September 13, frost has descended over the prairies essentially putting an end to another harvest season fraught with surprise and disappointment. As wet weather delayed harvest again this year, many were anticipating another quality disaster like 2010. Green Lentils produced better quality and lower yields than expected in many areas. Reds and small greens had huge crops in some areas where others were left with nothing. Markets have reacted supporting green lentils while pulling the plug on red prices. The question, of course, is where do we go from here? It’s hard to be bullish on Large Greens and bearish on every other commodity. My feeling is that we will find a bottom on special crops in the coming weeks and it won’t be that bad. Farmers will have settled into their bin and cash needs, buyers will start marketing their cargo overseas. The remainder of September will be a month to assess the unsold quality and quantity on farms and get down to the practice of actually marketing the crops to international markets. Hopefully, we all remember how to do that.
Rain continues to fall in the same precipitation pattern we have seen through the growing season. Heat evaporates moisture in the ground which subsequentially rains torrentially back on the crops 3-4 days later. This pattern is predicted to continue through harvest. Farmers are struggling. The assumption is 20% of acres will not be harvested. This is not a surprise. Areas that were hit, were hit hard with flooding and have been taken out of potential production for weeks. The reigning concern is the 80% of fields in various levels of distress from the excess moisture. As harvest begins, we are noting the following.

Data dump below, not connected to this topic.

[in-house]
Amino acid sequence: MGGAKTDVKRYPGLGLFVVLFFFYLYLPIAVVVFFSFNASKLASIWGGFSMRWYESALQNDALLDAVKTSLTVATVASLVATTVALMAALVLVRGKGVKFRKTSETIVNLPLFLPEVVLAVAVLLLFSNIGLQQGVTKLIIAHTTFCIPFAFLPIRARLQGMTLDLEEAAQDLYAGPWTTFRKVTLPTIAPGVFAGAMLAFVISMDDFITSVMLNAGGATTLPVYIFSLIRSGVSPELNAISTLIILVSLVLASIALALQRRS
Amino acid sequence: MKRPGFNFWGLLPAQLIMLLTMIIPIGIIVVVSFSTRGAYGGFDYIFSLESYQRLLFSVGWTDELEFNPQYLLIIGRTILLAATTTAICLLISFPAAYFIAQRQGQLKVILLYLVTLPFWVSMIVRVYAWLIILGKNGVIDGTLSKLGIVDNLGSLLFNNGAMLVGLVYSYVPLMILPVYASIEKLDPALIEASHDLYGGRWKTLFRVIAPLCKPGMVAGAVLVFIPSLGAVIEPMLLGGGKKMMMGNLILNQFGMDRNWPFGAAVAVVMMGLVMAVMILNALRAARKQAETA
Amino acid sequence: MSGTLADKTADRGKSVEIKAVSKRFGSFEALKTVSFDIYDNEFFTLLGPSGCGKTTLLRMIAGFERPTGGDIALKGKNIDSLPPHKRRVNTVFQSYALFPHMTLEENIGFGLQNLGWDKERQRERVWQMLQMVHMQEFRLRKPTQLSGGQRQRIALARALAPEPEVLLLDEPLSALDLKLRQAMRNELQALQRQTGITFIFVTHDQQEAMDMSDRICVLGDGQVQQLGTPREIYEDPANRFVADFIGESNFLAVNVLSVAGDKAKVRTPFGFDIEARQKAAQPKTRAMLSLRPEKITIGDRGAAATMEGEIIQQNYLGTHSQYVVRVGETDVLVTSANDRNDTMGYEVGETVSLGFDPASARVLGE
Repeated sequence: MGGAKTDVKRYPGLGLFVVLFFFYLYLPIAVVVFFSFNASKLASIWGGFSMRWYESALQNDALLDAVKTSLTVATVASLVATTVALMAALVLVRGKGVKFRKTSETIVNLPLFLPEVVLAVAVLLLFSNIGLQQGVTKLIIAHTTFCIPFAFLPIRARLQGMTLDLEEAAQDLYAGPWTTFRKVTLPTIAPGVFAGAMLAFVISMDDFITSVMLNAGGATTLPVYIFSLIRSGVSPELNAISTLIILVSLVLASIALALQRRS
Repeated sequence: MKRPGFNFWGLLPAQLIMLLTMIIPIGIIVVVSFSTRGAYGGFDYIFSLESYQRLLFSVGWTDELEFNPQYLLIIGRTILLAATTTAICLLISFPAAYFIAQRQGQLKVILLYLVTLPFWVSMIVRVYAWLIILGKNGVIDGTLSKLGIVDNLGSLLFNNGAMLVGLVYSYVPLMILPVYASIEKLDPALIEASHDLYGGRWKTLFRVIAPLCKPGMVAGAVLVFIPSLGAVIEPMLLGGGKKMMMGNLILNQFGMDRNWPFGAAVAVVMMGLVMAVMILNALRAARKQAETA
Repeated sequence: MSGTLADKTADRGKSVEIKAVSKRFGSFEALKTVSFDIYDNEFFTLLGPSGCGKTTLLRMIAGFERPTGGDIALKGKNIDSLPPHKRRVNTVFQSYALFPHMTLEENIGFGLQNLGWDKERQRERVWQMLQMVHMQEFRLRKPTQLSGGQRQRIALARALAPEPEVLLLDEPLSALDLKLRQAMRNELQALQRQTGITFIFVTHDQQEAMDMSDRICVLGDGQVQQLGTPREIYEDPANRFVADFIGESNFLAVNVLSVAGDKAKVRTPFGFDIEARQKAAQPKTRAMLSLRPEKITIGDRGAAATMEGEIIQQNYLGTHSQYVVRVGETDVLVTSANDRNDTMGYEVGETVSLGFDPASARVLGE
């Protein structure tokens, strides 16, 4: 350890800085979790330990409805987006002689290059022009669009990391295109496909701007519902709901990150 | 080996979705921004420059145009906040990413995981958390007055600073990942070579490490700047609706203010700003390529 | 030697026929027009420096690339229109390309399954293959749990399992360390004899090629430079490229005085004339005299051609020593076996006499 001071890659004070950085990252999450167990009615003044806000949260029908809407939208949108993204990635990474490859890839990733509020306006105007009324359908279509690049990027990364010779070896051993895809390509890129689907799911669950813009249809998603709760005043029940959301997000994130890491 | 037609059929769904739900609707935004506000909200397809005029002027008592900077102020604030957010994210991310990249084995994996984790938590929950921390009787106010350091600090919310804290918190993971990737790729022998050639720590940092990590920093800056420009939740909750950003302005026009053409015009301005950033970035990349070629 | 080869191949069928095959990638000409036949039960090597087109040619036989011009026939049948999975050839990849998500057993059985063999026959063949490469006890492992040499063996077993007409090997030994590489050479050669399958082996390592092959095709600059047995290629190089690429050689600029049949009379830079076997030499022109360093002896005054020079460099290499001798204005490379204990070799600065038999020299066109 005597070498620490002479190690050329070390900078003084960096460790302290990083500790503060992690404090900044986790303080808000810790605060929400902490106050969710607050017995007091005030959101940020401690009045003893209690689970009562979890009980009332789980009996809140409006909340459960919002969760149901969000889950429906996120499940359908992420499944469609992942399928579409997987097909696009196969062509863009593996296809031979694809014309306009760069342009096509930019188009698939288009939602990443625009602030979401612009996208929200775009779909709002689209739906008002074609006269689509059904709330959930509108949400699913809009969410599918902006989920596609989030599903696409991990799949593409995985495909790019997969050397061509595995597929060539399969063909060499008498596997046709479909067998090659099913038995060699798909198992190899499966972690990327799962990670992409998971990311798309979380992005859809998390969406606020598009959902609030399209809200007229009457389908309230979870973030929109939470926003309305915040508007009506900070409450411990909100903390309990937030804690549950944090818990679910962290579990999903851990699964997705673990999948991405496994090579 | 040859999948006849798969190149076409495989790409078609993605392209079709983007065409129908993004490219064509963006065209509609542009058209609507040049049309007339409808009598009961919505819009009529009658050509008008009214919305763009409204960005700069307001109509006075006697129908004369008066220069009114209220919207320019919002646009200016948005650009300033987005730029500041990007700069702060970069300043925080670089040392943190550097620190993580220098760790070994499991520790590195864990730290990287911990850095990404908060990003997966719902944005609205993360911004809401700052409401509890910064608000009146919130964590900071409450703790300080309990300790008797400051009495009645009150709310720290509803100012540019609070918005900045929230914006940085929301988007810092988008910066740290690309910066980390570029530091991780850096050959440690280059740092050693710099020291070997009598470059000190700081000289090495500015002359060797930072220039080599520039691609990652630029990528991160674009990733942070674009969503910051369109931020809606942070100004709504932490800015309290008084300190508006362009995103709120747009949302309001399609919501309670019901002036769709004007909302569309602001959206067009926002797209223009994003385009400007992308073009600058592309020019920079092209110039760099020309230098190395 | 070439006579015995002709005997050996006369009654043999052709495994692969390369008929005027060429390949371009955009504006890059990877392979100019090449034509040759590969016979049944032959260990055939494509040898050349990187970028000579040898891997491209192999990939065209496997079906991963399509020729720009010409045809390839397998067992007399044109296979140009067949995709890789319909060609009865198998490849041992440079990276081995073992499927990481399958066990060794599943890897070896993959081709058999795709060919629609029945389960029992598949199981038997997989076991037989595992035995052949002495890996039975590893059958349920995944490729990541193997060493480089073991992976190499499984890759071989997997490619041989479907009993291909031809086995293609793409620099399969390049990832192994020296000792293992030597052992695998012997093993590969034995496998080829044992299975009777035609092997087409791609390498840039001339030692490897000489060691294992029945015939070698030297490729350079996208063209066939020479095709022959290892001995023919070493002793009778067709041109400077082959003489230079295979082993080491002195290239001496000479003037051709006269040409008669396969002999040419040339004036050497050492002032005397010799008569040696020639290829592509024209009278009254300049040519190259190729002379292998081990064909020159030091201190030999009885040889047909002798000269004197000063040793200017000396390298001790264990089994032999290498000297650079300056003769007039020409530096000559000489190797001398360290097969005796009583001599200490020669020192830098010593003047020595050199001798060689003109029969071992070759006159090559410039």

- Initial quality is better than expected.
- Yields are worse than expected.
We are expecting to receive our initial production contracts but believe the expected abundance of lentils will now be reduced by half creating a supply situation similar to 2015. While Canada’s harvest prospects are similar to 2015, changing dynamics in other production areas of the world have not gone un-noticed. In particular, the sub-continent buyers are taking a much different tact with this year’s crop. With millions of MT lentil and pea contracts on the books, sub-continent buyers are looking at decent crops from other origins and a strong production potential from their next crop. Despite our situation, Canadian contracts are appearing more like a liability than a welcome delivery. The change in tone is leaving the market searching for answers. The future direction will not likely come until September when definitive picture of quality and yield reveals itself.